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    Purpose: We characterize the costs and cost-effectiveness of a community health worker (CHW)-based intervention to promote screening mammography among US-based non-adherent Latinas. Methods: The parent study was a randomized controlled trial for 536 Latinas aged 42-74 years old who had sought care within a safety net health center in Western Washington. Participants were block-randomized within clinic to the control arm (usual care) or intervention arm (CHW-led motivational interviewing intervention). We used the perspective of the organization implementing promotional activities to characterize costs and cost-effectiveness. Cost data were categorized as program set-up and maintenance (initial training, booster/annual training) program implementation (administrative activities, intervention delivery); and, overhead/miscellaneous expenses. Cost-effectiveness was calculated as the incremental cost of screening for each additional woman screened between the intervention and control arms. Results: The respective costs per participant for standard care and the intervention arm were 69.96and69.96 and 300.99. There were no study arm differences in 1-year QALYs among women who completed a 12-month follow-up survey (intervention= 0.8827, standard care = 0.8841). Most costs pertained to program implementation and administrative activities specifically. The incremental cost per additional woman screened was $2,595.32. Conclusions: Our findings are within the ranges of costs and cost-effectiveness for other CHW programs to promote screening mammography among underserved populations. Our strong study design and focus on non-adherent women provides important strengths to this body of work, especially give implementation and dissemination science efforts regarding CHW-based health promotion for health disparity populations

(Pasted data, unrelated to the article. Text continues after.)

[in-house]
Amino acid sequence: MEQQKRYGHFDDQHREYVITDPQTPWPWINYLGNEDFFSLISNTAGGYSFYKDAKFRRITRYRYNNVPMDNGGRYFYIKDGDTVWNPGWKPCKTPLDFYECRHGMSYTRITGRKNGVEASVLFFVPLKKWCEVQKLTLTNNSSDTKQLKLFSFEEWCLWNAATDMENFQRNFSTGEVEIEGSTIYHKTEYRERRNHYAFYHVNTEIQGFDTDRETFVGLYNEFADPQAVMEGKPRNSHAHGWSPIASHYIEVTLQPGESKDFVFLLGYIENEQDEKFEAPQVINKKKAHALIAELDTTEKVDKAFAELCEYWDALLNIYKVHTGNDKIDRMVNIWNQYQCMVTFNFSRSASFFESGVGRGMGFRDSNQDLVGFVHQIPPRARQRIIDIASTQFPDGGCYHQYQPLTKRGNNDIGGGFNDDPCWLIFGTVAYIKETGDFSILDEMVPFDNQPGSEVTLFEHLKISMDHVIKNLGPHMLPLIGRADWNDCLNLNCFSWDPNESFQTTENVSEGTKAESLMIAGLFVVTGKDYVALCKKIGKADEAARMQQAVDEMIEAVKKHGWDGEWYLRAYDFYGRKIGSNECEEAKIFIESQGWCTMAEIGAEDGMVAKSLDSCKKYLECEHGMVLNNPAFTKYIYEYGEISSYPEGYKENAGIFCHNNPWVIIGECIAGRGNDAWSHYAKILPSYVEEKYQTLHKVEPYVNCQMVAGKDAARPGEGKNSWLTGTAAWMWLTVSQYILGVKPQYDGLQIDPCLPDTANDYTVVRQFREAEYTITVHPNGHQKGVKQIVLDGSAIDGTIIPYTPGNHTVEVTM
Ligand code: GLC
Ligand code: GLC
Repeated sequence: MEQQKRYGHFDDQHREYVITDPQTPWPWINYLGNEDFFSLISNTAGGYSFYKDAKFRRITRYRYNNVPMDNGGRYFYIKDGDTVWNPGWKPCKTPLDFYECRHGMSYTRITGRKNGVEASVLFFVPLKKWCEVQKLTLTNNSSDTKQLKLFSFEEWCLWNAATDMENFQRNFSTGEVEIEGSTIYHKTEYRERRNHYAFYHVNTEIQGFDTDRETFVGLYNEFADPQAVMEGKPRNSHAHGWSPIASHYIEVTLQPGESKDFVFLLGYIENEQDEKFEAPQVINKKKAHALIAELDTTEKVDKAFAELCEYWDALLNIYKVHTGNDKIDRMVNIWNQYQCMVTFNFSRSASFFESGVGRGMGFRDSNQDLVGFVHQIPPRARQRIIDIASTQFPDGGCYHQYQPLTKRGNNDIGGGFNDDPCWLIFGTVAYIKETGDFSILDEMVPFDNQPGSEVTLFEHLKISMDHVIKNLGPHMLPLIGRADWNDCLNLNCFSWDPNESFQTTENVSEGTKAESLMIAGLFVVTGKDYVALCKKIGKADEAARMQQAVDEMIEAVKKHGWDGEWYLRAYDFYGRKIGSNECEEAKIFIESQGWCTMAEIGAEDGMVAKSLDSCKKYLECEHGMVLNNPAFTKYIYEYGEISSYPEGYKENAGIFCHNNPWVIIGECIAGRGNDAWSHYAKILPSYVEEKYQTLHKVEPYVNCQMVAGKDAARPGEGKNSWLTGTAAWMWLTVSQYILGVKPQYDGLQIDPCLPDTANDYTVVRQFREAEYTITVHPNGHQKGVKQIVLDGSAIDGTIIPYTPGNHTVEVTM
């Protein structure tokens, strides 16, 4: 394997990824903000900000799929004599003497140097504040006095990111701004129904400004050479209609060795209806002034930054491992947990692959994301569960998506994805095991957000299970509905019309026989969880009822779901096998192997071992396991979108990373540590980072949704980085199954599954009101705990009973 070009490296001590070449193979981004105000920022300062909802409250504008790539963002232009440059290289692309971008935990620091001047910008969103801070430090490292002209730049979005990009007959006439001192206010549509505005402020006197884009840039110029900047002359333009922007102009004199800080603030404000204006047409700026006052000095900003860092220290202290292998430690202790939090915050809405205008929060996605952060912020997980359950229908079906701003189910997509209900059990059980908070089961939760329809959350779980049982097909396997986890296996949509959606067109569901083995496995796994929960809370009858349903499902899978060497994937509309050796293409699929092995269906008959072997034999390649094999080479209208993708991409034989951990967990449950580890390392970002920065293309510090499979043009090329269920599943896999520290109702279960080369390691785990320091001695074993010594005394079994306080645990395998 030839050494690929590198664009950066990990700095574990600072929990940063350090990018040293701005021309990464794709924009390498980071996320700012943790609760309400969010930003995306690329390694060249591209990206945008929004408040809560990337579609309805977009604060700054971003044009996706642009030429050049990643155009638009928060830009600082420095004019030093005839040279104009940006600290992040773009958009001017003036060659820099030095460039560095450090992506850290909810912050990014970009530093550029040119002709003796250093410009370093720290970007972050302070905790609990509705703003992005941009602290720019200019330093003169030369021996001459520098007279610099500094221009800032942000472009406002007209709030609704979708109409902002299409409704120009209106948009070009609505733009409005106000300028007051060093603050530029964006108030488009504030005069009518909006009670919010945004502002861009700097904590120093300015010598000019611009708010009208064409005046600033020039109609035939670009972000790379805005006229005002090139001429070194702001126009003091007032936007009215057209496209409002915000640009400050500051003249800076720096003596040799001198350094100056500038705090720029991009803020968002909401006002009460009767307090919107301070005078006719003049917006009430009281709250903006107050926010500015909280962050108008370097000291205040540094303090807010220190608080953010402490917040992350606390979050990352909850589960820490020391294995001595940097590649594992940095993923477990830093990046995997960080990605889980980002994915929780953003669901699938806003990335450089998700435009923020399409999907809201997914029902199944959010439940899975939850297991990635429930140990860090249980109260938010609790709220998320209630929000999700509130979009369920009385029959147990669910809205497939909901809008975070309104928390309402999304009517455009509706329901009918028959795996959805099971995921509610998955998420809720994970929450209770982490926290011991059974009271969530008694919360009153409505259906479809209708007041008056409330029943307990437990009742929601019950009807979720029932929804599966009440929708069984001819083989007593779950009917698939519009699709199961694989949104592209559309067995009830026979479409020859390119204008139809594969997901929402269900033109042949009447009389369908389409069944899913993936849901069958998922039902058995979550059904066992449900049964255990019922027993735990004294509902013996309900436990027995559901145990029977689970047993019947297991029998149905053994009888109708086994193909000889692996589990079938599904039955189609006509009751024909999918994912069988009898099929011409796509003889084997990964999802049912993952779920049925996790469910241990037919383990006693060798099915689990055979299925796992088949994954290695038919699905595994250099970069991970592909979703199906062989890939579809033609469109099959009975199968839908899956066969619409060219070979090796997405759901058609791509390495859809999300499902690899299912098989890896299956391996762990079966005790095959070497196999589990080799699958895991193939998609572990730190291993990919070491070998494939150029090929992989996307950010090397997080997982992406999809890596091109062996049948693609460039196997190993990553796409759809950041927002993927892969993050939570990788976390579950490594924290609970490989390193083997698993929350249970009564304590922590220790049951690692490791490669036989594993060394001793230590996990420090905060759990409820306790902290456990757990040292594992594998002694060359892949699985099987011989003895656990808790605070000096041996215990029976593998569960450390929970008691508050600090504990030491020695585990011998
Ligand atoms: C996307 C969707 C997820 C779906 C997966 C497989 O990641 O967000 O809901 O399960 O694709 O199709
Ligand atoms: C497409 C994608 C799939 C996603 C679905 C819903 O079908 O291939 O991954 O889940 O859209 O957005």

Accounting Hall of Fame 1999 induction: Ray J. Groves

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    For the induction of Ray J. Groves there were: Remarks by Dennis R. Beresford, University of Georgia; citation by Daniel L. Jensen, The Ohio State University; Response by Ray J. Groves, Ernst & Young, retired, and Legg Mason Merchant Banking, Inc

    Pregnant Teens in Foster Care: Concepts, Issues, and Challenges in Conducting Research on Vulnerable Populations

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    Teens in foster care give birth at over twice the rate of other teens. Unique challenges exist for these vulnerable teens and babies, yet research on such populations, particularly within the systems that serve them, is limited. A demonstration project at Inwood House, a residential foster care agency in New York City, from 2000 to 2005, at the same time that the Administration for Children\u27s Services was exploring policy and practice changes for this population, is described. Research design and implementation issues, descriptive data, and experiences provide lessons for improving the evidence base to meet the needs of pregnant teens in care